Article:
Lights Out at Publix
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Why do we need lights on in a grocery store? Those of you who spent more than a few milliseconds on the answer "to see things", please have another cup of coffee.

But let's think about this a bit more. To see what? Well, we certainly need to see where we are in the store in a general sense, including the signs on the aisles telling us where we are and what is stocked on a particular aisle. But what about the lights in the freezer aisles that are behind the glass? The glass is there to allow the minimum cost for keeping frozen foods frozen, but the lights behind the glass....what are they for? To see the food behind the glass! If no one is in the aisle, why does that light need to be on? How much money is spent illuminating something that no one is looking at?

Publix, one of the largest grocery chains in the southeastern US and headquartered in Lakeland, FL has thought about this, and for quite some time now has installed fluorescent bulbs behind the glass that only come on when someone is actually in the aisle. Since this chain is where I do most of my shopping here in Tampa, I asked the store manager about this and she confirmed, but would not quantify, that there were significant cost savings in this type of lighting design.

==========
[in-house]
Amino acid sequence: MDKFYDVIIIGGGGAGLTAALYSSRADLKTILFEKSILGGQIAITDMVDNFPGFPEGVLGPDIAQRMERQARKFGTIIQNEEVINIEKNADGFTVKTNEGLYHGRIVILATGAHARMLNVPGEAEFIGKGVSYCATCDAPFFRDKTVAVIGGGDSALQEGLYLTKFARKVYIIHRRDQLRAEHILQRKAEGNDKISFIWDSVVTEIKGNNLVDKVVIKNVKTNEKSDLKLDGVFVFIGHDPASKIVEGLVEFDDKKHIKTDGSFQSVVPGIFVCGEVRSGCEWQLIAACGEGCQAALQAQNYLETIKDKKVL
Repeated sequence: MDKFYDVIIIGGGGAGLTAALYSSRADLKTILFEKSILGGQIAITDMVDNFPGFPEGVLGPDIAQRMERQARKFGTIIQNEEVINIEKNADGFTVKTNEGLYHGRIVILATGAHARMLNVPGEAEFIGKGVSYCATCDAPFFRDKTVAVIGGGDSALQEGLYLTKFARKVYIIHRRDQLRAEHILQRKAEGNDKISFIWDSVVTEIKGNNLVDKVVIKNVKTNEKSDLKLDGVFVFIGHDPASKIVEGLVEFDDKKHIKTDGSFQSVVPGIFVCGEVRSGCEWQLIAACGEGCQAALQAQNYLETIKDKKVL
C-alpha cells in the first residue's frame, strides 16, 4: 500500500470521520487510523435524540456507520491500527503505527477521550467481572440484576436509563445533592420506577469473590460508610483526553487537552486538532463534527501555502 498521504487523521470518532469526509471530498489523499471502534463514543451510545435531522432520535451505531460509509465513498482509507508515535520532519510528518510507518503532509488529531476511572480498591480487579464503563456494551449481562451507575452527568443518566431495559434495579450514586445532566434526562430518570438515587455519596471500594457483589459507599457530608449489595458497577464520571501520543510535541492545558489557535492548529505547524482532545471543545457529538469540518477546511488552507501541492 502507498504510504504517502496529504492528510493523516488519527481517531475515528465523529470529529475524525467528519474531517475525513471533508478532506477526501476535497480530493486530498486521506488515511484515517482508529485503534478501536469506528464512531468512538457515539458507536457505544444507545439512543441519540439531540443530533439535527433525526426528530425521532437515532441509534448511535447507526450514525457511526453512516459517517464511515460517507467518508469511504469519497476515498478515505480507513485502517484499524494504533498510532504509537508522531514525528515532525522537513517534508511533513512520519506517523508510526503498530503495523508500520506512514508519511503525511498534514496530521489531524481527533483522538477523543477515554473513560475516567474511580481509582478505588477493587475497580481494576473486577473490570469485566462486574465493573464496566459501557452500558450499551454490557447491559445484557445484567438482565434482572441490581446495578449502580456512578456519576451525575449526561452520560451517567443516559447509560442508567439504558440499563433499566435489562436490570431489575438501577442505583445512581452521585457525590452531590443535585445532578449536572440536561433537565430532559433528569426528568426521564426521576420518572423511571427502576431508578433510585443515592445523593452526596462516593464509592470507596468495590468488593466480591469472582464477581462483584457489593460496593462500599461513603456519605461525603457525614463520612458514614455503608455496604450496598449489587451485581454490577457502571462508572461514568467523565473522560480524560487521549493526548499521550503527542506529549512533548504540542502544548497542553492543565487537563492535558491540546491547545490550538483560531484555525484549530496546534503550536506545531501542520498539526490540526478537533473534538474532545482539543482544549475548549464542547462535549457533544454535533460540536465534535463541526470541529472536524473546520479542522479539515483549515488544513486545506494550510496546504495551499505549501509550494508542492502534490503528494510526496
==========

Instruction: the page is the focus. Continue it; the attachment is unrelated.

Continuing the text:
What simple TRIZ principles does this concept illustrate? All of the separation principles. First, separation in space and parts/whole. The on/off lights only illuminate a particular space within the store. Second, separation upon condition and time. The lights come on only when they are needed. The TRIZ separation principles, separation in time, space, upon condition, and between parts and whole are four of the most powerful inventive concepts that exist.

We often get into a "Six SIgma" rut trying to make everything uniform and when we actually have an optimum solution, that may be the best course, but we always need to question whether we have the "optimum" solution. Time and time again, we see that non-uniformity is the key to breakthrough inventions as documented in the patent literature as well as many new products we see. Look at every system and product design that you have and ask yourself, what if we separated "X" in time, in space, upon condition, or between parts and whole? What innovative thoughts does this thinking provide? What new product concepts come to mind?

Next public TRIZ class is in Las Vegas September 24-26 and a new class has been added in San Diego, November 12-14.